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Sandra Pennington
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I totally agree with your statement about Monet! About the other thing.... Only because adults suddenly have the feeling to release the inner child why does it has another importance. I mean no matter how you turn it what comes out of it is nothing I would call art. For me this is not creativity. Nothing with "art" as high form of culture. I mean think back to Van Gogh. If he could see the modernist art today he would shake his head. Another thing is that no matter how much you try at a certain age you can never think like a child again and trying to copy their view of the world is therefore not a valid representation not a nice attempt. The last question is interesting.... We live in a society in which quantity and the money you can make out of it is the most important factor. I think art has lost its meaning since capitalism got so bad and strict. I have a friend who is an amazing painter. My mum bought 2 paintings off her and they both have this "Let me stare at you" effect. They are (in my opinion) very abstract in the way what they portray as well as in how they are drawn but they are simply memorizing. Now she has done altogether maybe 50 paintings because she only pains when she feels like it and when she has the feeling she can express something. So far no gallerie wanted to take her as they said it is great work but she doesn't have enough paintings. It shouldn't be about the amount that matters but the "ah" effect. So I think it used to do that but nowadays it is mostly the quantity that counts. On the other hand would people really be able to appreciate quality? I mean every kid now grows up in a world of quantity. They can have everything and how much they want as long as the price is correct. Now having those ideas from the very beginning wouldn't they automatically transfer that to art as well? Over the last couple of centuries art was always an area in culture that stood apart from the government form (at least to some extend). But I personally have the feeling that art more and more SERVES the purpose of the existing government form. I mean look at commercials and even normal films. Nowadays films all play within the social boundaries and Hollywood is only about quantity and not really about quality. Can't remember the last Hollywood film where I was surprised that I couldn't tell the end of the story in the first few minutes of the film. In Europe it is still a little different but I can see it changing to American standards as well. The question simply is whether art is savable or wether it will loose it's importance fully within the next couple of years.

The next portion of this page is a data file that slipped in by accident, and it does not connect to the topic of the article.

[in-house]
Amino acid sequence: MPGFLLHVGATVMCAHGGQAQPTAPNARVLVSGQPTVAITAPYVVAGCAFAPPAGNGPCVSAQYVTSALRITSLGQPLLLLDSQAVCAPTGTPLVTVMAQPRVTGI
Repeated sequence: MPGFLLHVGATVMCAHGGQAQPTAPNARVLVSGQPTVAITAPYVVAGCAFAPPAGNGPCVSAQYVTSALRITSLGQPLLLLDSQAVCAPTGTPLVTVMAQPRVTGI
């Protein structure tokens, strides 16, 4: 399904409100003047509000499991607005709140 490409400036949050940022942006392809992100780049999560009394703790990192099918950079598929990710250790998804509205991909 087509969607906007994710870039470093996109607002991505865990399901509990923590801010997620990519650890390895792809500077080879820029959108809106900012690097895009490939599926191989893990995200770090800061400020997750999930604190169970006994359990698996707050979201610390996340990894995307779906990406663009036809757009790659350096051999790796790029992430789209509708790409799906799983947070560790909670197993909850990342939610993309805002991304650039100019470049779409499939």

Toggle Commented May 16, 2010 on Where's the EXIT? at Lidia's blog